First Woman Justice of the Peace in America Wyoming can claim many firsts for women: the right to vote, the first woman governor, and the first woman judge in American history, Esther Hobart Morris. At the time of her appointment as Justice of the Peace, Morris was 59 years old. Although widely celebrated as a hero of the early suffragist movement, she spent the first 55 years of her life living quietly in New York state and Illinois. Early Years Esther Hobart was born August 6, 1814 in Tioga County, New York. Orphaned as a young girl, she served as an apprentice to a seamstress and ran a millinery business out of her grandparents’ home. She was a successful businesswoman…

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Mary Treat

Pioneer Scientist and Author Mary Treat was a naturalist from New Jersey and a major contributor to many scientific developments of the nineteenth century. She is most well known for her extensive work in botany and entomology. Four species of plants and insects were named after her. She also corresponded with Charles Darwin. Treat was a pioneer in several areas of natural sciences. Image: Mary Treat in 1904 Mary Lua Adelia Davis was born September 7, 1830 in Trumansburg, New York. Her parents were Isaac Davis, a Methodist minister, and Eliza (English) Davis and she had one sister, Nellie. In 1839 her family moved to Ohio where she attended public school and, for a short while, a private girls’ academy.

First Women Magazine Editors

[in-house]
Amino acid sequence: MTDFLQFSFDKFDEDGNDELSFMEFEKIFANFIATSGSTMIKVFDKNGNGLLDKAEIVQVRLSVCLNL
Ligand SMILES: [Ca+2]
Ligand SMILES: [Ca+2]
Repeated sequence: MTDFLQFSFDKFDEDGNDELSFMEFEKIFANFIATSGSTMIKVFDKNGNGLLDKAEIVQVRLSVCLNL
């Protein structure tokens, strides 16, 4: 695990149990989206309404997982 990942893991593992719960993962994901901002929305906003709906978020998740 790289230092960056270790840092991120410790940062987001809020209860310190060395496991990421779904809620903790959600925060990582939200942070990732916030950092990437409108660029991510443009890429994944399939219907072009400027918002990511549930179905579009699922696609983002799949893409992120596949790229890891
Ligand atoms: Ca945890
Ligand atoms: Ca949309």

Early Women Magazine Editors: Few and Far Between Ladies’ Magazine (1827-1836) was the first American magazine edited by a woman: Sarah Josepha Hale. In 1837 it merged with Lady’s Book and Magazine to become Godey’s Lady’s Book. Hale moved from Boston to Philadelphia to edit the new magazine. She did not regret the move. Image: 1849 Cover of Godey’s Lady’s Book Sarah Josepha Hale, Editor For the most part, women’s magazines of the nineteenth century focused on concerns seen as appropriate to woman’s sphere. Advertisers found the traditional home-centered woman to be an excellent customer for their clothing, cosmetics and household products; therefore, they preferred to patronize publications that would not lead women to question their place in society.

First Women Nurses

History of American Women Nurses Nurses in the Revolutionary War (1775-1783) The Revolutionary War shifted the role of some women from housewives to caregivers on the battlefront. Soon after the Continental Army was created in 1775 to fight in the Revolutionary War, General George Washington was made aware that the wounded and sick required good female nurses, as the wounded soldiers were suffering greatly. Image: Following the Army by Pamela Patrick White Many women camp followers were hired to serve as nurses in the Continental Army Backstory Throughout history most healthcare took place in the home by family, friends and neighbors with knowledge of healing practices. In the United States, family-centered sick care remained traditional until the nineteenth century. Sick…

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Marie Zakrzewska

Founder of the New England Hospital for Women and Children In 1862, Dr. Marie Zakrzewska, an American physician of Polish descent, made a name for herself as a pioneer female doctor. She founded the New England Hospital for Women and Children, the first hospital in Boston – and the second in the United States – to be run by women doctors and surgeons. Early Years Marie Zakrzewska (pronounced Zak-SHEV-ska) was born September 6, 1829 in Berlin, Germany, the eldest of six children to Ludwig Martin Zakrzewski and Caroline Fredericke Wilhelmina Urban. Her father was from a noble Polish family who had lost their wealth and property to the Russians, so he worked as a civil servant. Her grandmother was a…